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We have won one contest at the Spring Games—last year’s costume contest, in conjunction with The Stig and his parents, Jennifer and Iden. We outfitted the boys in pharaoh costumes, while we humans dressed up as their entourage, wearing basset hound T-shirts with our ancient Egyptian servant accessories. The Stig’s parents are as mad about bassets as we are, but with much sharper artistic aptitude, and they built a hand-painted golden chariot for the hounds, which Matt and Iden pulled while Jennifer and I brought up the rear, fanning our sons. (The Stig is, I should note, a bit of an Instagram celebrity and doggy socialite. We’ve met several of his fans and acquaintances just by walking our own basset around town.)

These hounds are riding in style. (Photo: Steph Cha)

These hounds are riding in style. (Photo: Steph Cha)

“The joke is that it’s not really a costume,” Jennifer said. “This is pretty much our Tuesday nights at home.”

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There was a time when I was certain Matt would love any potential basset more than I ever could. I’d never especially cared for dogs, and I didn’t think I could convert so late in life and match his level of devotion. But like many new parents agnostic about parenthood, I fell for my baby the day I met him, head over heels. Matt and I agree on the exact moment this happened—we took him for a walk around his foster family’s block, and, 10 minutes in, he found a tiny palm tree and flopped down in its tiny splash of shade, refusing to move, enjoying his respite from the exercise and heat. I will never forget that moment. I’d put it in stained glass if I could.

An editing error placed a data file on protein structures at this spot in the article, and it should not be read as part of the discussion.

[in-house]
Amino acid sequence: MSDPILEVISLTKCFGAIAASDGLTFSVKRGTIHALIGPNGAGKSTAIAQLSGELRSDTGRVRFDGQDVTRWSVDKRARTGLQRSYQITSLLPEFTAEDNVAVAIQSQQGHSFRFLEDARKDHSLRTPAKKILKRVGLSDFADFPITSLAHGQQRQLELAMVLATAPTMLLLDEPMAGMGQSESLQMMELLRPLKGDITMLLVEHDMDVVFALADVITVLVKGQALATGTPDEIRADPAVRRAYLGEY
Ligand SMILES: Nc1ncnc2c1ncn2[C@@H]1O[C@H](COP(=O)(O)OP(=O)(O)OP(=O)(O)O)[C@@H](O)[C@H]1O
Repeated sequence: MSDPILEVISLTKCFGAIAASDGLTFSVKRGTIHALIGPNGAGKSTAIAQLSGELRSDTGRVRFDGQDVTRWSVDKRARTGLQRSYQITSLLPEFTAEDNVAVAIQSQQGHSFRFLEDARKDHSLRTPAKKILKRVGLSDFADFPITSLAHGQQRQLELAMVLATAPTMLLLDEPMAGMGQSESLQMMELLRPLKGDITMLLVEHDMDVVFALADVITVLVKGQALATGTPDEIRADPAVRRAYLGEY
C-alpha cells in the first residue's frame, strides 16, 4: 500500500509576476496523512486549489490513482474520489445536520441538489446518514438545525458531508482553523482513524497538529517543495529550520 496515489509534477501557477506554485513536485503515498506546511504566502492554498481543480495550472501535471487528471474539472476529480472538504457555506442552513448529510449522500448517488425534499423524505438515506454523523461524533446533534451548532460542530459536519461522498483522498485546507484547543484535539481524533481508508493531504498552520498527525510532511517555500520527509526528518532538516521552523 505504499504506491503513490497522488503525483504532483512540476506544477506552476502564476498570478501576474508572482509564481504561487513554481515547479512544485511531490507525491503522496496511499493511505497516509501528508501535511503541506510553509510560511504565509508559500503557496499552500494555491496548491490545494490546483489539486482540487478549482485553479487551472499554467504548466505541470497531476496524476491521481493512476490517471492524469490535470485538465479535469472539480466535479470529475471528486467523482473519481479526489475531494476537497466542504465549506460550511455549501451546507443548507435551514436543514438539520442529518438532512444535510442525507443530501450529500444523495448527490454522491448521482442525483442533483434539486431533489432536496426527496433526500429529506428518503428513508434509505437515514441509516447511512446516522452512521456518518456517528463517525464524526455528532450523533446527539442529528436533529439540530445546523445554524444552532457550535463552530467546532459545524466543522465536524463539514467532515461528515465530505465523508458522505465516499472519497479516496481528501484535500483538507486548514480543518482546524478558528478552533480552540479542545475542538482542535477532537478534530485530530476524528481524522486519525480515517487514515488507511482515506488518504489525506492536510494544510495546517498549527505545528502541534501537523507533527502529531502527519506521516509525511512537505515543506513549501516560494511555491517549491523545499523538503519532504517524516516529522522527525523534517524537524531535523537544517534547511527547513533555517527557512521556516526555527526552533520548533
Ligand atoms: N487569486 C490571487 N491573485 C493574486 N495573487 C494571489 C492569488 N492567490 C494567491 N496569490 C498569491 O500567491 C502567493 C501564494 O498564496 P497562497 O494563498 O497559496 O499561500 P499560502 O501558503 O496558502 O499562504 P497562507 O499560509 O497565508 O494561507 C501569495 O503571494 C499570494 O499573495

If a cult is built upon a shared agreement that our rules and perceptions supersede those of the wider world, then Matt and I are in a cult of two, with Duke at its center.

I’m not sure what the two of us talked about before we had Duke. There isn’t a thing about him that we haven’t both praised and ridiculed. (“His ears are too long,” Matt says, stroking them like ribbons of velvet. “His coat is too big,” he says, grabbing a handful of loose skin and shaking it gently, sending ripples across Duke’s dozing body.) At times our life resembles that strange scene in Being John Malkovich, where, in lieu of conversation, we are sighing and laughing and exclaiming, “Basset, basset, basset.” Day in and day out, I serenade Matt with basset hound songs—“Howlellujah,” “The Sound of Bassets”; “525,600 bassets, 1,051,200 ears.” He listens and helps me shape new rhymes. We engage in a continuous private worship of embarrassing intensity.

If a cult is built upon a shared agreement that our rules and perceptions supersede those of the wider world, then Matt and I are in a cult of two, with Duke at its center. Maybe there’s nothing unusual or even interesting about this. Maybe we’ve only circumscribed to our own cell in the universal cult of parenthood. But I look at Duke—his soulful eyes, his pouchy mouth, the way he flops on his side to howl at a bone that’s slid under a bookshelf—and I know in my heart that he’s the world’s most perfect creature. It may be that every parent cherishes a similar, private conviction; but I’m the only one who’s right.

Cults and (Sub)cultures is Pacific Standard's series of reported essays on all things cult, from religion to pop culture.